What, if, while the Ark was floating on the waters of strife, you were enforced to entertain wolves and lambs together, yet now that the waters are abated and the ark in some measure settled, send out the wolves from the fold. Oh, let your thankfulness to God, for preserving the bounds of your possessions, appear, by your maintaining the bounds of his worship! Suffer not yourselves, I beseech you, by self-respects and politic principles, to be withdrawn from this work. He that pieceth God's Providence with carnal policy, is like a greedy gamester, who, having got all his game in his own hand, steals a needless card
to assure himself of winning, and thereby loseth ahl. It is a hard question, Whether is greater idolatry—to prefer reasons of state before principles of piety-or to worship a golden calf ? O let policy ever give place to piety, your private affections be swallowed up in the common cause, as small rivers lose their name in the ocean.
“ But as you take with you WORDS, so take to you the SWORD, and think God saith to you as he did to Joshua, Wherefore lie on your faces? Up and be doing ; take away the accursed errors from among you! That of St. Bernard is true, if taken cum grano salis,
Faith is wrought by persuasions, not by compulsions:' Yet that of Tertullian is as true, ' Obstinacy must be forced, not wooed. It was a divine speech of Seneca, · Divers nations appoint various punishments, all some for those that violate religion.'—I have learned so much state-divinity as to distinguish between voluntas signi et beneplaciti : well know, the biassed Bowls may fetch a compass to touch the Jack. Dumb Zachary begat him (the Baptist) who was the voice of a crier: Neither doubt I but your former silence will end in a loud decrying of all heterodox opinions and practices. My only aim is to add spurs to your pious intentions, that they may appear by such peremptory actions, as the people may not deceive themselves with vain hopes of unsufferable liberties. It is to be supposed, that, as in the sweating-sickness in England, the sick persons, when beaten on the face with sprigs of Rosemary by their friends, would cry out, Oh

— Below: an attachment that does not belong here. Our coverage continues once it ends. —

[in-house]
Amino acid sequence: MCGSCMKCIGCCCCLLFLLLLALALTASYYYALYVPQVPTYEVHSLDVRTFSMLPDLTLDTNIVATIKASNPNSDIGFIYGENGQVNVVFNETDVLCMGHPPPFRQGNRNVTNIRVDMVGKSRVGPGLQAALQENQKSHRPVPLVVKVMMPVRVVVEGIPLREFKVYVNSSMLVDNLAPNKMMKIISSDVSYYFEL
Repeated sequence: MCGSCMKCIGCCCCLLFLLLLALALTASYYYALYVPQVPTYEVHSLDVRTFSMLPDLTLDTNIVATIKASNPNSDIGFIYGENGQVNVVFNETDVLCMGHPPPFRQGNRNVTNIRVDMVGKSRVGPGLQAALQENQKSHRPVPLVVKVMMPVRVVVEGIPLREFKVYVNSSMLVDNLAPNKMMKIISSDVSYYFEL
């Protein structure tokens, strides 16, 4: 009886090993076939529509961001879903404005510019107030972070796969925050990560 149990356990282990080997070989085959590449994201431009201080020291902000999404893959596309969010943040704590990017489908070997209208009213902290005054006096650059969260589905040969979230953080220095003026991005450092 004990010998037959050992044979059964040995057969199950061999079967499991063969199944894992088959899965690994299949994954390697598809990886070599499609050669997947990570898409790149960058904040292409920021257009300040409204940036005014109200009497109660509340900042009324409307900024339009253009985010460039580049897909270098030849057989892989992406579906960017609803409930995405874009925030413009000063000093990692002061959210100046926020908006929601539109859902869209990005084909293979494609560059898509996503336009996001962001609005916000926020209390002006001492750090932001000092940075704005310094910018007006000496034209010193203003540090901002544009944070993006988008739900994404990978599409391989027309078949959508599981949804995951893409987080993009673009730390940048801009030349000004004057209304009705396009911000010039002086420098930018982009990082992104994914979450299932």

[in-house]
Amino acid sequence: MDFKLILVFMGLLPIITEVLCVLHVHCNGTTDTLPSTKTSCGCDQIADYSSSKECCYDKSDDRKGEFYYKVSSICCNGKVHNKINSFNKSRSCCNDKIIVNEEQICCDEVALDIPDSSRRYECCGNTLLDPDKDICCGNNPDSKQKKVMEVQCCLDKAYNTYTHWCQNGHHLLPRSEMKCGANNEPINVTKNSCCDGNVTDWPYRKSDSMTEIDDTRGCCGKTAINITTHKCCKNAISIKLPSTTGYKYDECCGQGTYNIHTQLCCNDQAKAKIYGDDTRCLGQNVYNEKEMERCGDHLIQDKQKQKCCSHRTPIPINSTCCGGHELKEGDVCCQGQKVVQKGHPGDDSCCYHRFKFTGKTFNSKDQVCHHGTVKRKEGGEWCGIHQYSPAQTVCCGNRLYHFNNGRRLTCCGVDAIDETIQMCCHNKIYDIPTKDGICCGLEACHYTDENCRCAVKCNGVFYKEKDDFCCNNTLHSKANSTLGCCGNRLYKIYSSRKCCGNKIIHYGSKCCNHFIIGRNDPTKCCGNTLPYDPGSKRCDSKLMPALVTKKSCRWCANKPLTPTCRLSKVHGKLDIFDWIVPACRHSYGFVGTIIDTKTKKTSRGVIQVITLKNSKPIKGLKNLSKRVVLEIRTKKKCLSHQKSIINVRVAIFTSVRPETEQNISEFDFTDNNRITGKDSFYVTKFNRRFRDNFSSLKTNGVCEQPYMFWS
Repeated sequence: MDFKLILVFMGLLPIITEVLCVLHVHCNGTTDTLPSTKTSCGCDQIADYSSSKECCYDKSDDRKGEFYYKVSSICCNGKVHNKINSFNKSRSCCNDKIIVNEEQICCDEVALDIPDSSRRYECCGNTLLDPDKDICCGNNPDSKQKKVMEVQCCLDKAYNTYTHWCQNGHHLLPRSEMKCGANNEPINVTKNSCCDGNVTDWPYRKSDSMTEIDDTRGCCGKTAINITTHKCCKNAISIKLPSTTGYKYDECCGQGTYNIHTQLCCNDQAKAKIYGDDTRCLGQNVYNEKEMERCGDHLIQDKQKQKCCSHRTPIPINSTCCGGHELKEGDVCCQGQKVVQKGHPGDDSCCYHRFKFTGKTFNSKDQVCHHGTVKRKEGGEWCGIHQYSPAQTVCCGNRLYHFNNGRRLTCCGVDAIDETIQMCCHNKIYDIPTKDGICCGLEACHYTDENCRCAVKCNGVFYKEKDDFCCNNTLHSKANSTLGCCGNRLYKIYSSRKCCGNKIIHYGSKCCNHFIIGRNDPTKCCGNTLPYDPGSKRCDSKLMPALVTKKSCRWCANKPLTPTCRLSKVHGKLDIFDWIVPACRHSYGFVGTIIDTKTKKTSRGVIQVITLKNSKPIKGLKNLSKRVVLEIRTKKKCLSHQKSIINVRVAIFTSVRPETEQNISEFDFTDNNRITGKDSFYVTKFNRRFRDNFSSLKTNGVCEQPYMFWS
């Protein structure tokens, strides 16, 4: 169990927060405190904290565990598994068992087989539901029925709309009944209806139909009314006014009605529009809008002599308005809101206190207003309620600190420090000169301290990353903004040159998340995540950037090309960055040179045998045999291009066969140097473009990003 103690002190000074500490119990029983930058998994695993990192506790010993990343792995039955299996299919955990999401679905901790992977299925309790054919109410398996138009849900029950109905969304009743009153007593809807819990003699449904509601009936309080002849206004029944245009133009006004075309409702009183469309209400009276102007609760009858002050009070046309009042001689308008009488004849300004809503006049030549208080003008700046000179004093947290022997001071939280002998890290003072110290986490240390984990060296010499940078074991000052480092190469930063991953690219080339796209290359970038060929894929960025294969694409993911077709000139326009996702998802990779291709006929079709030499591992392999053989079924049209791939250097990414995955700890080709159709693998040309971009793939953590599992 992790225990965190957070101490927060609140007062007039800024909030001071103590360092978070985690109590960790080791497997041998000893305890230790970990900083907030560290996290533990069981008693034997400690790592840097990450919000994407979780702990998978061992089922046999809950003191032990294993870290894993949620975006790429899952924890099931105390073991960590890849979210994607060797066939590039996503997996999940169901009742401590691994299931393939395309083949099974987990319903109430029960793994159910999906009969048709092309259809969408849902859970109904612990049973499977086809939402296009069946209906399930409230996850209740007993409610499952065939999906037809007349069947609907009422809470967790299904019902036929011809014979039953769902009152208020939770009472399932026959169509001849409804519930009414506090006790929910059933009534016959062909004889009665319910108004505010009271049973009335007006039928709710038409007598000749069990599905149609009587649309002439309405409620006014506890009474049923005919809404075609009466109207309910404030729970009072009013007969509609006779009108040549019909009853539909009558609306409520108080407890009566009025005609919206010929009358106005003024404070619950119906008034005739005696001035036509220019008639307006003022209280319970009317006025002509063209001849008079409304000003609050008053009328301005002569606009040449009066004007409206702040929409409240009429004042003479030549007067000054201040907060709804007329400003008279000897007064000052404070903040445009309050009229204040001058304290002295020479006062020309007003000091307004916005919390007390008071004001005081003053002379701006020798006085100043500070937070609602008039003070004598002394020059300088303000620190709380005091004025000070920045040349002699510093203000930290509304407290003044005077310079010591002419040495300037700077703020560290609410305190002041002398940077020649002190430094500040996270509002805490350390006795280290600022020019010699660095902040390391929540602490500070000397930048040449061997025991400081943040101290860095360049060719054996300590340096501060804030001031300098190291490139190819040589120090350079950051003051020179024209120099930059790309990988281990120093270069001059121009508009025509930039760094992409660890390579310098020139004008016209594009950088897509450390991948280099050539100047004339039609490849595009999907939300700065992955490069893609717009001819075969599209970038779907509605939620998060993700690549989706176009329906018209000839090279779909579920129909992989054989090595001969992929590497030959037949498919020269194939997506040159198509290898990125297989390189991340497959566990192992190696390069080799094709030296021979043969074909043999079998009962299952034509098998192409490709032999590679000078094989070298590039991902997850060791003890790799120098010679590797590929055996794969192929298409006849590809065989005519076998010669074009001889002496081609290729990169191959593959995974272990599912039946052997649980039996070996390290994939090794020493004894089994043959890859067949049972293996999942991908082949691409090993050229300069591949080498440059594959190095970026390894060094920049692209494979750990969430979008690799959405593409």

kill me! you kill me!, whereas indeed they had killed them in not doing it, for had they slept they had died,-so those whom the sickness of error hath surprised, being suppressed, will exclaim and say, Oh you persecute them! you persecute them!, whereas indeed it is not a persecution that lets out the life-blood, but a prosecution that lets out the corrupt blood. Oh happy violence, which pulls men out of the fire ! Blessed bonds, that tie men to Christ! Comfortable fetters, which keep our feet in. the way
of On the afternoon of the same day, Dr. John Lightroot thus pursued the same argument : “ It is not yet four years since we entered into as solemn a Covenant as ever did nation: And will it be believed in the next generation, if our guilt upon it do not make it too evident,—or would it be believed in any remote parts of the world, but that the fame of it is blown through all nations,—that, in so short a time, after so solemn an obligation, and the Parliament that brought on the Covenant sitting, the Covenant should be so forgot as we dolefully see daily that it is?-We vowed against Error, Heresy, and Schism, and 'swore to the God of Truth and Peace, to the utmost of our power to extirpate them, and to root them out.. These stones, and walls, and pillars, were witnesses of our solemn engagement. And now, if the Lord should come to enquire what we have done according to this vow and